Pop culture obsessives writing for the pop culture obsessed.
Pop culture obsessives writing for the pop culture obsessed.

Catastrophe heads to Paris, where the sex is just as bad

Illustration for article titled iCatastrophe/i heads to Paris, where the sex is just as bad
TV ReviewsAll of our TV reviews in one convenient place.

Rob and Sharon need to bang, and they need to bang well or they might as well be done for. If that means leaving the country to do it than so be it. This third episode is meant to explore whether it’s the children that’s keeping Rob and Sharon apart or whether it’s Rob and Sharon that are keeping them apart. “Are we sexually incompatible now?” Sharon ask Rob after a couple of aborted trysts (one involving a sexual rain check). Rob and Sharon literally and metaphorically answers the episode’s central question because things might not be easy now, but they still fancy each other. They very fancy each other.

Sharon’s desire for good sex, not just sex, is kicked off by something new for Catastrophe: an storyline that doesn’t involve either Sharon or Rob directly. While Fergal and Mallandre and Chis and Fran had their own marital issues, they were never fleshed out, just told. Fran has taken a lover, and Chris has decided to explore a sexual relationship with a woman with a penis (he plays with hers, she plays with his). While Rob and Sharon are in Paris, Chris gets his own (decidedly short) storyline where he goes to a gay bar, vapes in the bathroom, and runs into Dave and his midnight yoga-doing/street meat-loving new girlfriend. It makes sense that at a certain point Catastrophe would have to shift its focus solely from Rob and Sharon onto the supporting cast, fleshing out their lives with stories that have nothing (directly) to do with the central couple. It seems odd that this expansion is only happening now in the second season, but that’s because I’m used to the relatively longer run of an American sitcom. It’s a natural time to explore other facets of the series. Chris and Fran have always been posited against Sharon and Rob as relationship with no passion versus a relationship entirely built on passion, something that Fran makes explicit when she tells Sharon that she used to be upset that Chris didn’t want to sleep with her but then something died inside of her and now she’s fine with it, just waiting for her kid to head to college. Like a pent up version of the A Christmas Carol’s Marley brothers, Fran counsels Sharon to have sex with Rob, even if she doesn’t really want to.


Fran is also a woman so wholly obsessed with her child as an extension of being wholly obsessed with herself that in a way her advice to focus on coupledom speaks to the question that pervades the whole season: Sometimes parents need to leave the kids at home in order to be them again. When Rob tells Sharon the kids aren’t invited to Paris and she smiles, they are inadvertently taking Sharon’s mom’s advice from the first episode to be a couple first and parents second. But do they like being a couple together in the first place? The answer is, of course they do, it’s just harder than it used to be because of environmental factors — they both pass out on the train headed to Paris — and because of issues that separated them in the first place, namely that Sharon drinks and Rob cannot.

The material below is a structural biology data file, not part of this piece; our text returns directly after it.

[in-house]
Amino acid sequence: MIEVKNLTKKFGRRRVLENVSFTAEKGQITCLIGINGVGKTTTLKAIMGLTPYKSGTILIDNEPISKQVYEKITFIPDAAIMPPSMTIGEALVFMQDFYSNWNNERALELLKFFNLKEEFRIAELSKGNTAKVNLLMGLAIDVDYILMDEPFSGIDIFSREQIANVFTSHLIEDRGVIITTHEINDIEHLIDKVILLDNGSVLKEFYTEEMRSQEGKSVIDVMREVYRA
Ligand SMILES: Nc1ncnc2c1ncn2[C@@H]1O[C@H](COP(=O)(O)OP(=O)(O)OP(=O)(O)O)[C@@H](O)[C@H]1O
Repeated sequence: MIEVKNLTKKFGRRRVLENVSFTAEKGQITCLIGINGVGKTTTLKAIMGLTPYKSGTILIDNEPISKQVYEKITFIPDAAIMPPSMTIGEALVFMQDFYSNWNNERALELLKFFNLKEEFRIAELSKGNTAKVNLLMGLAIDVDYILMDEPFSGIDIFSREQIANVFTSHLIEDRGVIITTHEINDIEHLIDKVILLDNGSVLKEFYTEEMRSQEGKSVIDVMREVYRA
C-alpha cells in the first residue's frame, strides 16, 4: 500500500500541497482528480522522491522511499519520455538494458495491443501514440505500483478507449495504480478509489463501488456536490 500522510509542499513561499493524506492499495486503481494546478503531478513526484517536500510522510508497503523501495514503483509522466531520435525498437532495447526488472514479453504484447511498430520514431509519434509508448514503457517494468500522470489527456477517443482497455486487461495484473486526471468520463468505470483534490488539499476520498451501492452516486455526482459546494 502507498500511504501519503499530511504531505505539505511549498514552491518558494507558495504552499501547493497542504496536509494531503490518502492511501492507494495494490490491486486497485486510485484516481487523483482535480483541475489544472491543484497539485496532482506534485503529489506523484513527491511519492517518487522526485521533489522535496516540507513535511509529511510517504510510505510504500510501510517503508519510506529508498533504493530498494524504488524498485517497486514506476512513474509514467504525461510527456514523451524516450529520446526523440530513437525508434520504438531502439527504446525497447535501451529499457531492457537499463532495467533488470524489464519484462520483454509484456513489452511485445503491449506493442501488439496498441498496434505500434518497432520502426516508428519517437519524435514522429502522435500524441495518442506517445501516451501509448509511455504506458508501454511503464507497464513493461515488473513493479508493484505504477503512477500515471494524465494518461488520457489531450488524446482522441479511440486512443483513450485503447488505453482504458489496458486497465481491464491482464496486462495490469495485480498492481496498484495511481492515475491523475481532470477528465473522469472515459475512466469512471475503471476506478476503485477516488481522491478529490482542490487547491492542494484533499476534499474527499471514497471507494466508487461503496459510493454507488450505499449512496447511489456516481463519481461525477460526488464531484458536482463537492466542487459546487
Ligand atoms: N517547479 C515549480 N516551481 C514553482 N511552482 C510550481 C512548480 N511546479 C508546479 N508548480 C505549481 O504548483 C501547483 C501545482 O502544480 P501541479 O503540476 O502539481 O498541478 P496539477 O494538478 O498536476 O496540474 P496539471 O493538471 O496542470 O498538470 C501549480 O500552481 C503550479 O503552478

One of the things that I’ve always really liked about Catastrophe is how real it could feel in capturing these moments in relationships that weren’t rom-com ready. While Rob’s alcoholism was a small plot point in the first season, something he could reveal to Sharon so they could get to know each other better, it has never really been an issue that ever came between them. While their argument was very much superficial — Rob thinks about drinking but won’t act on it, Sharon wants to share a glass of wine with her husband — the episode still brought up something that isn’t normally a sitcom topic. The other not-so-pretty factor of married life is that Sharon is still physically wrecked from her pregnancy. Catastrophe has touched on that before — namely with Sharon’s constant “ows” during sex — but also in that forgetting the breast pump isn’t like forgetting socks. It means pain for Sharon who is still breastfeeding. Sharon Horgan doesn’t look like she just gave birth a few months ago, but at least her character is going through what post-natal women deal with that no one sells young girls in the get married/have kids fantasy. (Jane the Virgin, by the way, also does an excellent job of illustrating the post-natal woman.)

So the Paris weekend kind of sucks. Dinner is a disaster, Sharon possibly breaks a rib and is then sexually assaulted by a masseuse who makes her cum. And they both know that the weekend sucks. Neither of them are having a nice time, even though they are supposed to be living this fantasy life for a 48 hours. But Sharon brings up a good point. They shouldn’t be their best selves during the fantasy. They should be their best selves on a Tuesday when it’s raining. “My favorite time in the last year was when we pretended my arms didn’t work, remember? And you washed my hair and put that weird outfit on me,” Sharon says, describing a scene I would have loved to watch. And then they banter back and forth like they could have been doing all along if the expectation of an amazing weekend away hadn’t been crushed by a forgotten breast pump and Parisian street weed. But if there was any doubt of their love, it had to have been assuaged by Rob’s loving look as Sharon tries to force his semen out of her cervix.

Aw, true love.


Share This Story

Get our newsletter